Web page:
The best thing for Josh Ho-Sang's young career would be for him to get as far away from his home country as possible.
At this week's Team Canada World Junior camp, the Islanders prospect was asked again about the now year-old barbs he hurled at Hockey Canada for snubbing him from an invitation two years running. A story by TSN's Mark Masters manages to rehash all of the old criticisms of Ho-Sang while simultaneously and condescendingly positing that he is bringing a "new attitude" to camp.
Ho-Sang realizes he's starting to get quite a reputation.
"The hockey world constantly wants to know what I'm going to say and I'm not looking to make outrageous comments," he said. "I just, I love hockey and I want to play and I believe in myself. It's nothing more than that."
Ho-Sang badly wants to be on Canada's world junior team. As such, it's no surprise the Toronto native is downplaying his perceived feud with Hockey Canada. He says he hasn't had a heart-to-heart conversation with anyone with the organization. The message when he arrived at camp over the weekend was simple.
"They just said, 'You know, you're here, show us what you got.' And I said, 'Thanks, that's all I need.'"
Masters also cuts right to the heart of the problem: Ho-Sang does not adhere to the prescribed rules that young hockey players are expected to follow such as "Shut Up," "Keep Your Head Down" and "I said 'Shut The Hell Up!'"
Speaking out usually doesn't help an athlete get where he or she wants to go so why does Ho-Sang do it?
"People don't take into consideration that athletes are also every-day people. A lot of these guys in the NHL have families. They have to deal with a lot of the same problems that you do.
"For me, you know, it's just about showing that side. I'm not going to hide that from people. If I'm emotional about something, I'll show emotion with respect. I've always been like that. There's not too much that I care about when it comes to other people's opinions."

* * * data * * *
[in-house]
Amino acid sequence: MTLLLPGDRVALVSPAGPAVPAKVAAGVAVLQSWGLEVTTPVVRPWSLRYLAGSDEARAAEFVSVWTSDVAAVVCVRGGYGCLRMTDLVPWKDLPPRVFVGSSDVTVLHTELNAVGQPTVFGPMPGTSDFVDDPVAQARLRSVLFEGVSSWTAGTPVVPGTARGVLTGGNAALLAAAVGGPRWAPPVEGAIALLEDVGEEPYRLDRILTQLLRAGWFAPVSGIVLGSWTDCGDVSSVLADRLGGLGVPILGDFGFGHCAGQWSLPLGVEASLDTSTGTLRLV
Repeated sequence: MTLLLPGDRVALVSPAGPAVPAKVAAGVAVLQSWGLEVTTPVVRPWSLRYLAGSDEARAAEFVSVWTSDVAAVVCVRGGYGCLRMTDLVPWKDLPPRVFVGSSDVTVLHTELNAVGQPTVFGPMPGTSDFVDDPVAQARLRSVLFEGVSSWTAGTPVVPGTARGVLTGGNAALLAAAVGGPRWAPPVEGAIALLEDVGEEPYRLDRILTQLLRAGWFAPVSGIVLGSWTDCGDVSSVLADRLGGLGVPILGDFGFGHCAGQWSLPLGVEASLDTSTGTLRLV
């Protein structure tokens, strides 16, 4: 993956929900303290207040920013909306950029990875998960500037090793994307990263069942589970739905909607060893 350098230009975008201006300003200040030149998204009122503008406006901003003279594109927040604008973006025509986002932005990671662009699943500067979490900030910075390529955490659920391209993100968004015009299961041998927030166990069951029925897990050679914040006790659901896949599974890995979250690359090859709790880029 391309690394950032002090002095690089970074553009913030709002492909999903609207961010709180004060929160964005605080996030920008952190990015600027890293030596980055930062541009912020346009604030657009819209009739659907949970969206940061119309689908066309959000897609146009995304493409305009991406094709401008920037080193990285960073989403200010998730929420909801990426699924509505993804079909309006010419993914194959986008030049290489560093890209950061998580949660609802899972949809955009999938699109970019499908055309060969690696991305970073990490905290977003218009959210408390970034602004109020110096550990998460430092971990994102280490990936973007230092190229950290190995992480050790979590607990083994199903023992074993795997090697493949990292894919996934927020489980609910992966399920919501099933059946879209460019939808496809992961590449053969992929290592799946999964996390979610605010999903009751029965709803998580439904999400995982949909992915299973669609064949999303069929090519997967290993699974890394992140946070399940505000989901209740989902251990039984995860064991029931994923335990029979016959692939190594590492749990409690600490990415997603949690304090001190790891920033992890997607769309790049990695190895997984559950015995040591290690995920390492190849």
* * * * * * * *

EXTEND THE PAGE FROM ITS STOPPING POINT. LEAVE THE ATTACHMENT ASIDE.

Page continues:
Masters' article is just one of a couple to come out of Team Canada camp about Ho-Sang's "new attitude" in the first two days. Terry Koshan also wrote a shorter version of the same story for the Toronto Sun, and uses Ho-Sang complimenting campmate Max Domi as possible proof that this is a different kid than the one who blew up Team Canada bosses last summer.
Maybe it's because the camp just started and Ho-Sang's invite after two snubs is an easy story to write. But these articles are part of a larger tapestry. Try finding a Ho-Sang profile that doesn't borrow heavily from Steve Simmons' 2014 pre-draft interview with Ho-Sang in which he said he would be the best player in the draft within three years and, if he were a GM, he would select himself first overall.
Of course the GM that did take him was perfectly happy about it.
Ho-Sang immediately clarified some of what Simmons had written about racial overtones in his relationship with Windsor Spitfires GM Warren Rychel. But that's not the part anyone remembers. Especially when two months later, Ho-Sang said he was "insulted" that he again didn't receive an invitation to Canada's World Junior camp and the whole argument started up again.
Confused? Don't worry about the details. The point is, the Royal Ice Hockey Establishment of Canada has unanimously decided that this is who Josh Ho-Sang is. He is "different." He is "outspoken." He is "brash." He is the either "the guy who has a bad attitude" or the "guy who had a bad attitude but is trying to show he's one of us now."
There is only one escape.
As Islanders fans, we are conditioned to lament the lack of media coverage our team gets in the crowded New York sports landscape. But being buried behind the Yankees, Mets, Giants, Jets and everyone else might work out beautifully for both the Islanders and Ho-Sang.
In Brooklyn, he won't be the "kid who told off Team Canada" because, quite frankly, the number of people here who care about Team Canada, the World Junior tournament and the hockey establishment could fit inside of one Williamsburg-parked Prius. If anything, telling off Team Canada will be seen as a badge of honor for him.
When he gets to Islanders camp this Fall, Josh Ho-Sang will be just a kid who can help the Islanders in the very near future. He will be the guy tantalizing fans with speed and skills and gif-worthy moments. They won't be waiting on what he's going to say next; they'll be waiting on when he's in the line-up first.
He'll be just another Islanders rookie in Manhattan, Philadelphia, Pittsburgh, Washington, Raleigh and anywhere else the Islanders play. A few short stops to play Canadian teams will give TSN and Sun Media time to dig right back into those old wounds before the Islanders jet off to someplace else.
And all the baggage he's accrued in his 19 years in Canada will be lost between Toronto Pearson International Airport and LaGuardia, as it should be.